At some point through their childhood, most boys want to become an astronaut. Fueled by images of Star Wars, Star Trek and countless other sci-fi shows and movies, the dream of venturing into outer space and visiting different planets is intoxicating, and it is this intoxication that drives the narrative of To The Moon. The first commercial release from developer Freebird Games, To The Moon takes the form of a point-and-click interactive adventure, as players are guided through the memories of a dying man. Playing as a pair of scientists who work for Sigmund Corp., you must delve into the most formative memories of this man’s life, and discover just why it is that he wishes to travel to the moon. With a recent nomination for an Independent Games Festival award, does Freebird Games’ effort shoot for the moon, or fall shamefully back to earth?
Wax and Wane - For those who still doubt the ability of videogames to tell a compelling story, To The Moon is one game that will change your mind. The narrative runs the entire gauntlet of emotion, and there is genuine tension at certain points. What’s more, there are some unexpected twists throughout the course of the game, and you will find yourself holding internal moral debates as you come to terms with the actions and decisions of certain characters.
Approaching Totality - A good story can only be conveyed through good characters, and To The Moon has them in spades. From the two protagonists, a pair of scientists, to the dying patient, Johnny, to his wife, River, and others, you will care for them all and weigh the consequences of their actions at the same time that they do. Mixed in with the drama is a good smattering of humour, which references present-day media, such as the Twilight series and JRPGs, amongst others.
Melody of the Waves - Music is one of the more overlooked aspects of videogame design, with gameplay, story and graphics subject to much higher scrutiny. To The Moon completely disregards this mindset, and has a soundtrack which is soothing, heartbreaking and rousing at various points, and excellent for the vast majority. The soundtrack is available to buy alongside the game, and I would highly recommend that you do so.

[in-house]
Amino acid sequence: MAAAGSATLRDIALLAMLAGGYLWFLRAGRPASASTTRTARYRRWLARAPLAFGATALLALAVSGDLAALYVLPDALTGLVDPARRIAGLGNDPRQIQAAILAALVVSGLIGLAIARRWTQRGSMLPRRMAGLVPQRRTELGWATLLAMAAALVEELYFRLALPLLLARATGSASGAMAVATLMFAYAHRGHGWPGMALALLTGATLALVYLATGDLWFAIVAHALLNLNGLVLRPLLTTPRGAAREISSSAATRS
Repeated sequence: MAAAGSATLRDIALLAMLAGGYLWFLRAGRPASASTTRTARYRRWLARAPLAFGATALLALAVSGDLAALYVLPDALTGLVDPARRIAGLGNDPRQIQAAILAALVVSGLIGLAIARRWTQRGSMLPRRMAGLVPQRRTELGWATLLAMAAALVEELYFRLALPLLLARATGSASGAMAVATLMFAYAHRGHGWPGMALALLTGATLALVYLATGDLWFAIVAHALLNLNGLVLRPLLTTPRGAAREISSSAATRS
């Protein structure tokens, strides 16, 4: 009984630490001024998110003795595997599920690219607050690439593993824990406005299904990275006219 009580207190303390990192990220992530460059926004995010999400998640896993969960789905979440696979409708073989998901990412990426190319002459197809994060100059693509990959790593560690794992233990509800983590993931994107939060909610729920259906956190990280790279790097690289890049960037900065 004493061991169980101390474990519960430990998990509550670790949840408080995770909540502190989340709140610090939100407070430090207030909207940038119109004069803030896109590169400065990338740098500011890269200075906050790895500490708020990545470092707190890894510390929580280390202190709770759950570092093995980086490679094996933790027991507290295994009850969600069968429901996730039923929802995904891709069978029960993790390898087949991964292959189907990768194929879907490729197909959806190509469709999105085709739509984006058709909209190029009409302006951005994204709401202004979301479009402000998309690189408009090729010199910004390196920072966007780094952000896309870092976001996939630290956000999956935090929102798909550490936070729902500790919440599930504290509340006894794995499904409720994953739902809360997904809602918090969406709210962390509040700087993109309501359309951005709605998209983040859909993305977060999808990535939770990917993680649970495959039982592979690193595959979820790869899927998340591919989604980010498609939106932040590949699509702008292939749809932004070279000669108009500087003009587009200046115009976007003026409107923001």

Diminishing Orbit - There is only one main issue that will keep people from playing (or enjoying) To The Moon: it isn’t much of a game at all. Instead, it is more of a story that you control the progression of, as you direct characters to certain locations. There is no real demand for skill, as you instead sit back and pretty much let the game play itself. There are a couple of moments where direct input is required, such as horse-riding or a short shooting gallery segment near the end of the game, but these are executed poorly and largely fall flat. On top of that, the game itself is short, at a length of only 4-5 hours, although this fits the story perfectly.
To The Moon is a difficult game to review, as it isn’t much of a game at all. As an experience, I could easily award To The Moon a 9 or a 10, as the story, music and characters all combine to create one of the best gaming memories of recent times. As a game however, I have to award it less, as its lack of interactivity and length detract from the experience. Although the game is short, even by today’s standards, the 4 to 5 hours that it will take you to play through it will prove to be some of the most engrossing of any game that you care to remember. Despite its shortcomings, I cannot recommend the experience of To The Moon highly enough. Just don’t go in expecting the high-production values of a full-blown modern release, instead, sit back and relax.